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Print 59 comment(s) - last by Complinitor.. on Jun 28 at 11:16 AM


  (Source: TechReport)
Decreasing SSD prices and increasing HDD prices bring to formats closer and cost

One of the things that has long kept many people from adopting an SSD to replace the hard drive inside their computer or notebook has been cost. Traditionally, a SSD is much more expensive than a normal hard drive and SSDs always have considerably less storage than a comparably priced hard drive.

However, the adoption of SSDs is growing significantly in the computer industry with more and more people willing to pay the price for better performance.
 
The good news for those who are currently in the market to purchase a new SSD is that prices are in a steady and substantial decline according to TechReport. The steady decline in price of SSD storage combined with the increase in price for hard drive storage resulting from a massive flooding in Thailand means the difference in price between the two storage formats is getting closer and closer.
 
The data comes by way of a company called Camelegg, which tracks prices at Newegg. According to the data, which looks at some specific popular SSD models, prices are coming down significantly. One example is the Intel 510 series SSD's that started out over $600 in March of 2011 and in June of 2012 are now below $500. Most enthusiasts shy away from the Intel SSD's because they tend to be some the more expensive devices out there.
 
A more commonly purchased SSD on the enthusiast end of the spectrum would be something along the lines of the Corsair Force Series GT. The data shows that the 240 GB version of that SSD started at slightly less than $500 in July of last year and in June of this year the price dropped to roughly $350. That's a $150 price reduction in a bit less than a year.
 
OCZ and its popular line of Vertex 3 SSDs have seen similar price reductions starting at a bit more than $500 in April 2011 and dropping to just over $200 as of June of this year for 240 GB model.

Other popular SSDs have seen similar price declines over the last six months to one year making this a prime time to purchase SSD storage.

Source: TechReport



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RE: Whoa!
By Reclaimer77 on 6/22/2012 10:49:02 AM , Rating: 2
lol oh man, remember having to sit through "defrags"? UGH! No. Never again.

The constant churning sound, like you said, when trying to load a big program up haha. Man those were the days eh?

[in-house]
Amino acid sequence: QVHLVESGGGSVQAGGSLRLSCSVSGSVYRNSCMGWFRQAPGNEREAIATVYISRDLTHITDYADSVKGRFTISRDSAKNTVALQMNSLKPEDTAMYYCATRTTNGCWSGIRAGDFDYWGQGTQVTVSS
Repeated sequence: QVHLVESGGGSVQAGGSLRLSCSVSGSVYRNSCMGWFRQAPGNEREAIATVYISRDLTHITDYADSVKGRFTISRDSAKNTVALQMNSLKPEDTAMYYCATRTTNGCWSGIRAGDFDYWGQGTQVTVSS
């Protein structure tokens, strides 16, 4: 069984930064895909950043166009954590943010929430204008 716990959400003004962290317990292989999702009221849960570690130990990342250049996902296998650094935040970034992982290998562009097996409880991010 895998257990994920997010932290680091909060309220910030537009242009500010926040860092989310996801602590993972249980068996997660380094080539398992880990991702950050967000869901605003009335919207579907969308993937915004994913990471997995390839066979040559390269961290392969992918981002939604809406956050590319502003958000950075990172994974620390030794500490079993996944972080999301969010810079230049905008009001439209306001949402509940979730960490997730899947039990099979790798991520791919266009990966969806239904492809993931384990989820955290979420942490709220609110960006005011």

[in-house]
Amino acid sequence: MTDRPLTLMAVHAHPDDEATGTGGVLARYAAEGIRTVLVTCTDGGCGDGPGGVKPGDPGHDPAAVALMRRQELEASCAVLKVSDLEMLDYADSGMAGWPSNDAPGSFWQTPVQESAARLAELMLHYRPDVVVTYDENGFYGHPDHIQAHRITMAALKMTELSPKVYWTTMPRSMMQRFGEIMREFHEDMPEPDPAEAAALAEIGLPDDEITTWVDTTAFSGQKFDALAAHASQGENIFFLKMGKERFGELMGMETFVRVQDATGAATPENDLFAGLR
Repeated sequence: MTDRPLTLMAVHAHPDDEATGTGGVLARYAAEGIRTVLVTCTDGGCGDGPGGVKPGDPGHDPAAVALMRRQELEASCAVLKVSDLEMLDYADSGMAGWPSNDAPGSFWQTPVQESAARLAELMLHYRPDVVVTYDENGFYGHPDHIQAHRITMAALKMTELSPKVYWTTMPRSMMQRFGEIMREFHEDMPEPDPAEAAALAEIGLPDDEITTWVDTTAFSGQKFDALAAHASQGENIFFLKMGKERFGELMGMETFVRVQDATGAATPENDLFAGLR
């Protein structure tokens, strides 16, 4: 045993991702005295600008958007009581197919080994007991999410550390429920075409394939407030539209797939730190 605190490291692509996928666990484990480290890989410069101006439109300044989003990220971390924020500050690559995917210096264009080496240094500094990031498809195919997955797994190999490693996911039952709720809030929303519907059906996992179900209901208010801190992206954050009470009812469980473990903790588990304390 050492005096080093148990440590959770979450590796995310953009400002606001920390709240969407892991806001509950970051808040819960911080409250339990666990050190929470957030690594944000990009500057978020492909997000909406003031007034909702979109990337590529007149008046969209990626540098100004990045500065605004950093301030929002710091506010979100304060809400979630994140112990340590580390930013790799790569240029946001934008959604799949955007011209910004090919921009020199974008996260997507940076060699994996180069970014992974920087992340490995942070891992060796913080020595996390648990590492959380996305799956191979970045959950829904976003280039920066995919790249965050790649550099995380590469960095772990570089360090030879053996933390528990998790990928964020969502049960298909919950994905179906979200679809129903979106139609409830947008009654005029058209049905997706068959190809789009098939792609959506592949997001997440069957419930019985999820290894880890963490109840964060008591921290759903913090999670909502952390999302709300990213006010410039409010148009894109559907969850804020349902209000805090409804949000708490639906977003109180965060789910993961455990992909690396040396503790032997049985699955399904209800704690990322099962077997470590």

I remember Anandtech's big SSD review last year or so. When a Raptor HDD took 40 seconds to load three programs and the Intel SSD did it in like 13 seconds. That's all you need to know right there. Insane random reads ftw.


RE: Whoa!
By Brandon Hill (blog) on 6/22/2012 10:52:50 AM , Rating: 2
You don't know churning until you've dealt with 5.25" Bigfoot hard drives from back in the day (mid to late 90s I think).


RE: Whoa!
By nick2000 on 6/22/2012 11:09:07 AM , Rating: 2
I preferred the chirping noise that they were doing as opposed to the noise of current HDDs.


RE: Whoa!
By DigitalFreak on 6/22/2012 12:57:45 PM , Rating: 2
I can one up you there. 9GB 5.25" full height SCSI drive from the early 90s. Sounded like a jet engine.


RE: Whoa!
By ainarm on 6/22/2012 3:40:26 PM , Rating: 2
Even more, how about the 20 meg MFM and RLL *hopefully I remember that right* drives that originally came out. Slow, hot, and loud.


RE: Whoa!
By Solandri on 6/22/2012 6:21:21 PM , Rating: 2
OMG does that bring back bad memories. For the younguns among us, you know how if you take four 2.5" drives and stack them 2x2 they're the exact size of a 3.5" drive? Well imagine taking six 3.5" drives and stacking them. That will get you a full height 5.25" HDD.
http://en.wikipedia.org/wiki/File:5.25_inch_MFM_ha...


RE: Whoa!
By Complinitor on 6/28/2012 11:16:41 AM , Rating: 2
9" floppy. That is all.


RE: Whoa!
By ShaolinSoccer on 6/22/2012 11:48:41 AM , Rating: 2
quote:
lol oh man, remember having to sit through "defrags"? UGH! No. Never again.


Windows has automatic defrag while idling. It's been like that for a long time now.


RE: Whoa!
By Etsp on 6/22/2012 1:26:53 PM , Rating: 2
I think you see superfetch churning your HDD constantly and are thinking that it's defragmenting, but that's not what that is. Windows now defaults to running a defrag once a week, but superfetch is what runs when your system is idle (...or in Vista, not so idle...) and it's constantly reading from the hard drive.


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